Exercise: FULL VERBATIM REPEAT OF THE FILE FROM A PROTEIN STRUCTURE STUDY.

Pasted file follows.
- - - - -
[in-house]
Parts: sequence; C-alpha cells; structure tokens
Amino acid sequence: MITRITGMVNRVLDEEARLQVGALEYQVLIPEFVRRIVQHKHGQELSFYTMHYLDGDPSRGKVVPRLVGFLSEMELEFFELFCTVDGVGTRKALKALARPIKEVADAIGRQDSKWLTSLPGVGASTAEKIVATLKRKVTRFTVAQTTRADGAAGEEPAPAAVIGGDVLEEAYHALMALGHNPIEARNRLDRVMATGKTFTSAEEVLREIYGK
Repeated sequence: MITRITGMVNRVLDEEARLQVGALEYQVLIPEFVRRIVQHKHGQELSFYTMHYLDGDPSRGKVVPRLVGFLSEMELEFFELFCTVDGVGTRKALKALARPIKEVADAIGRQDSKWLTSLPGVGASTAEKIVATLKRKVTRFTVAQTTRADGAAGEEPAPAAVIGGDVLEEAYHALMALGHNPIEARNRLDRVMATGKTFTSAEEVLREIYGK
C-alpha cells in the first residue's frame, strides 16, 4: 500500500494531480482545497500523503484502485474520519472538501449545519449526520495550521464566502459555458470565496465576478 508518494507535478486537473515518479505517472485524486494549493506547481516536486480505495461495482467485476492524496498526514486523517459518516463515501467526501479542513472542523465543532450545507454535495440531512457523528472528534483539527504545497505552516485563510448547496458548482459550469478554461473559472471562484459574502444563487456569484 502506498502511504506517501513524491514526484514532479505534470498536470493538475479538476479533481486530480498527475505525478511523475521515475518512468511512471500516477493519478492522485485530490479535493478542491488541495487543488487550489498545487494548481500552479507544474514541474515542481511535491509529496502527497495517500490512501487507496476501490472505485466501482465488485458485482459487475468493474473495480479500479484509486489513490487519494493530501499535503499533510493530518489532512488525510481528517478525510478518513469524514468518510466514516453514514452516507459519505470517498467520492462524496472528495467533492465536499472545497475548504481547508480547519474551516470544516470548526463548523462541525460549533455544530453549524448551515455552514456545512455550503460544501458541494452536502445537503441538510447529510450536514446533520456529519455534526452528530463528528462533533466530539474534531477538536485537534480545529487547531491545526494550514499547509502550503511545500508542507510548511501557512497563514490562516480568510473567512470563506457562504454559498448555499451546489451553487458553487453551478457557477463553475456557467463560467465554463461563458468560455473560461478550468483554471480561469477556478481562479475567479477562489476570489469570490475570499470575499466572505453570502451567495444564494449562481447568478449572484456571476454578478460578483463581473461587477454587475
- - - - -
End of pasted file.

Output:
[in-house]
Parts: sequence; C-alpha cells; structure tokens
Amino acid sequence: MITRITGMVNRVLDEEARLQVGALEYQVLIPEFVRRIVQHKHGQELSFYTMHYLDGDPSRGKVVPRLVGFLSEMELEFFELFCTVDGVGTRKALKALARPIKEVADAIGRQDSKWLTSLPGVGASTAEKIVATLKRKVTRFTVAQTTRADGAAGEEPAPAAVIGGDVLEEAYHALMALGHNPIEARNRLDRVMATGKTFTSAEEVLREIYGK
Repeated sequence: MITRITGMVNRVLDEEARLQVGALEYQVLIPEFVRRIVQHKHGQELSFYTMHYLDGDPSRGKVVPRLVGFLSEMELEFFELFCTVDGVGTRKALKALARPIKEVADAIGRQDSKWLTSLPGVGASTAEKIVATLKRKVTRFTVAQTTRADGAAGEEPAPAAVIGGDVLEEAYHALMALGHNPIEARNRLDRVMATGKTFTSAEEVLREIYGK
C-alpha cells in the first residue's frame, strides 16, 4: 500500500494531480482545497500523503484502485474520519472538501449545519449526520495550521464566502459555458470565496465576478 508518494507535478486537473515518479505517472485524486494549493506547481516536486480505495461495482467485476492524496498526514486523517459518516463515501467526501479542513472542523465543532450545507454535495440531512457523528472528534483539527504545497505552516485563510448547496458548482459550469478554461473559472471562484459574502444563487456569484 502506498502511504506517501513524491514526484514532479505534470498536470493538475479538476479533481486530480498527475505525478511523475521515475518512468511512471500516477493519478492522485485530490479535493478542491488541495487543488487550489498545487494548481500552479507544474514541474515542481511535491509529496502527497495517500490512501487507496476501490472505485466501482465488485458485482459487475468493474473495480479500479484509486489513490487519494493530501499535503499533510493530518489532512488525510481528517478525510478518513469524514468518510466514516453514514452516507459519505470517498467520492462524496472528495467533492465536499472545497475548504481547508480547519474551516470544516470548526463548523462541525460549533455544530453549524448551515455552514456545512455550503460544501458541494452536502445537503441538510447529510450536514446533520456529519455534526452528530463528528462533533466530539474534531477538536485537534480545529487547531491545526494550514499547509502550503511545500508542507510548511501557512497563514490562516480568510473567512470563506457562504454559498448555499451546489451553487458553487453551478457557477463553475456557467463560467465554463461563458468560455473560461478550468483554471480561469477556478481562479475567479477562489476570489469570490475570499470575499466572505453570502451567495444564494449562481447568478449572484456571476454578478460578483463581473461587477454587475